Find out how Facebook is screwing with your privacy (today) after the jump…
The web has been abuzz over the last week over Facebook’s new features / bugs and so forth. This story has nothing to do with that, though it may have a connection (more on this in a minute, bear with me here). But certain websites have also been abuzz over the last couple of days about a really interesting story hacker / entrepreneur Nik Cubrilovic posted on Sunday. Nik discovered that Facebook was following him (not a Twitter pun) around the internet even when he was logged out. Let’s go to the blockquote, which Nik felt was important enough to bold in his original piece:
“Even if you are logged out, Facebook still knows and can track every page you visit.”
Of course they do! That’s their entire business model! Knowing everything about you allows them to serve up those targeted ads that marketers pay extra for. Well done, capitalism.
However, you may not necessarily want FB tracking you everywhere. How are they doing it anyway? Nik did some developer snooping and noticed that logging out was only modifying the state of certain cookies in your browser, as opposed to de-activating them. Clever! Obviously, deleting your cookies is the way around this, but frankly, that can be a pain in the ass. Cookies have real uses.
Now it must be pointed out that FB is not tracking you wherever you go on the internet; it only tracks you on sites that have a FB share or like button or some other FB connection. So, they are tracking you wherever you go on the internet. Maybe it’s time to reconsider my “AddThis” buttons at the top of the post there.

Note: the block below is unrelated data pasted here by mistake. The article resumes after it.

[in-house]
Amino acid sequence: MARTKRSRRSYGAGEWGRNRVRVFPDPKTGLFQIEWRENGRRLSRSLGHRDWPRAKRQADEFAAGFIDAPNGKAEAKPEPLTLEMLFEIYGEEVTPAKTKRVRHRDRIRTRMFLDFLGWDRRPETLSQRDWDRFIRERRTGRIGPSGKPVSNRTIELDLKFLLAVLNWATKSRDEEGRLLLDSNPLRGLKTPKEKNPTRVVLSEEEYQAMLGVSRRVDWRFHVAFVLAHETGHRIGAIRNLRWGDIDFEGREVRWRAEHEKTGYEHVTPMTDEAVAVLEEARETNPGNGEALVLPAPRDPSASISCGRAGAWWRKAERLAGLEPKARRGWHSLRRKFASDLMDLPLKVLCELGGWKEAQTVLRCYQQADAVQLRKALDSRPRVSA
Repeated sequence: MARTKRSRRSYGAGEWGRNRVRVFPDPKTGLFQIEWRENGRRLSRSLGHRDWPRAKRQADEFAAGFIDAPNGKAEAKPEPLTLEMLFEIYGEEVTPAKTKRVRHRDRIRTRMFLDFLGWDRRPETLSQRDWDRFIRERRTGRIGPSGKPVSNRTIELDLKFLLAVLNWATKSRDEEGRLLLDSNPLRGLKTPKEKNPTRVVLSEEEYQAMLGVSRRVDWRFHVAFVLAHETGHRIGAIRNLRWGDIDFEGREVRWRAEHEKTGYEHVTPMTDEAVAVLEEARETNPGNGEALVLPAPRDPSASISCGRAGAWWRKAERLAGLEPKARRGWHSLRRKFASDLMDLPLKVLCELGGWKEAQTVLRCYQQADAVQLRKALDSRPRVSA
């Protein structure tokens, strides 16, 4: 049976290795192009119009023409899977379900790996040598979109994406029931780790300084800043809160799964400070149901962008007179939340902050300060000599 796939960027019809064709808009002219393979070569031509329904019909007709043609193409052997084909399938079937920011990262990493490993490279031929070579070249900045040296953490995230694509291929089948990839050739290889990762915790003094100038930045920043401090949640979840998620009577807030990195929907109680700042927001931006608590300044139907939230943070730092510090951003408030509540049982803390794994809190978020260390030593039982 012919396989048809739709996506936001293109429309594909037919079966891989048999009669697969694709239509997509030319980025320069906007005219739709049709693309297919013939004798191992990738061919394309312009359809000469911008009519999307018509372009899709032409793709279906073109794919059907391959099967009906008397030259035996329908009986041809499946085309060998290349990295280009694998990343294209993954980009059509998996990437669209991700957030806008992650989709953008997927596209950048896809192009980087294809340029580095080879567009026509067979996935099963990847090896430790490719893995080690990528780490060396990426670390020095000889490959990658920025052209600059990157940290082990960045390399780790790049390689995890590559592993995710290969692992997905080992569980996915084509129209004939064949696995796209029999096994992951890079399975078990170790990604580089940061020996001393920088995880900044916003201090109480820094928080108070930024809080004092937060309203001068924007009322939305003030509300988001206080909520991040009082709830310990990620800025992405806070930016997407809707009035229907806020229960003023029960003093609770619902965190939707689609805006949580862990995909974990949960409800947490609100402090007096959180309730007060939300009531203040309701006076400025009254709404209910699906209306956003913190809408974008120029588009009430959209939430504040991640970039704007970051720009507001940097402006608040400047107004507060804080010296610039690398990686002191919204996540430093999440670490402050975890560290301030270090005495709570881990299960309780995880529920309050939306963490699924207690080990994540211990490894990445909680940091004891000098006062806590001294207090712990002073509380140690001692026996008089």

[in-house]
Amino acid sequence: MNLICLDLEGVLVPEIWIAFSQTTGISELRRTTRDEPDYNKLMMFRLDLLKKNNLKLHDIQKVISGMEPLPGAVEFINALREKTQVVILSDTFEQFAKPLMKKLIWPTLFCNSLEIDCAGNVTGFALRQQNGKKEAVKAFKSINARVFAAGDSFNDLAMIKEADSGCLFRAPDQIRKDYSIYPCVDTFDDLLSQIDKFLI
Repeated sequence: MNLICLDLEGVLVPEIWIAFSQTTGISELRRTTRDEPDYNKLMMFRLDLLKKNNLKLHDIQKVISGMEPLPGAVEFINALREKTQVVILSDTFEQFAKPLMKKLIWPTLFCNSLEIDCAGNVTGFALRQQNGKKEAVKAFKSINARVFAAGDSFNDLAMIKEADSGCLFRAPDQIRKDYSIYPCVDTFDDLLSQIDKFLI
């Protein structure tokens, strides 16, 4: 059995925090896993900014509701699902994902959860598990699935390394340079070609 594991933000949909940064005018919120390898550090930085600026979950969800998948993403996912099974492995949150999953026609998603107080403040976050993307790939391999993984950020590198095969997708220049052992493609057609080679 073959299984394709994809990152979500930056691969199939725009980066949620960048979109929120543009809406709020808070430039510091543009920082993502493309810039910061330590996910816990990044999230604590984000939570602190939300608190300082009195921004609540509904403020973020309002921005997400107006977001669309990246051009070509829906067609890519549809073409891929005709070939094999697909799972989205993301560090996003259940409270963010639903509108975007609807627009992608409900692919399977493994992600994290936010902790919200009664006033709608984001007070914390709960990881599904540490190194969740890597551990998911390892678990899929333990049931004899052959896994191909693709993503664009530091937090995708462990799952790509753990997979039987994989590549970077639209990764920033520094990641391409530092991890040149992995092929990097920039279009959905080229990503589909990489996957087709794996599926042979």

Now what does this have to do with the new FB features? Well one of the new features is the “read, watch, listen” media app. What this app does is share whatever you’re reading (or watching or listening to I guess) on your FB page without you telling it to. No like button or anything. You can opt out of it I’m sure, but that’s a bit freaky. So basically FB is going to track you wherever you go and share everything you do. Sounds, uh, interesting?
And what does all this have to do with Canadian Internet Law? Well, you may not know it but a lot. In Canada, we have something called the Office of the Privacy Commissioner. It oversees the application of privacy laws in this country, but it is a pretty toothless organization. It can’t levy fines, and it can’t really order an organization to comply with the law. But even without some teeth, the current Privacy Commissioner, Jennifer Stoddart, was able to get FB to change its privacy settings back in 2009. Time to get to work again, Commissioner.
UPDATE – Nik has just posted a follow-up, where a FB engineer explains all the cookies and says they are fixing any bugs in there. Of course they are.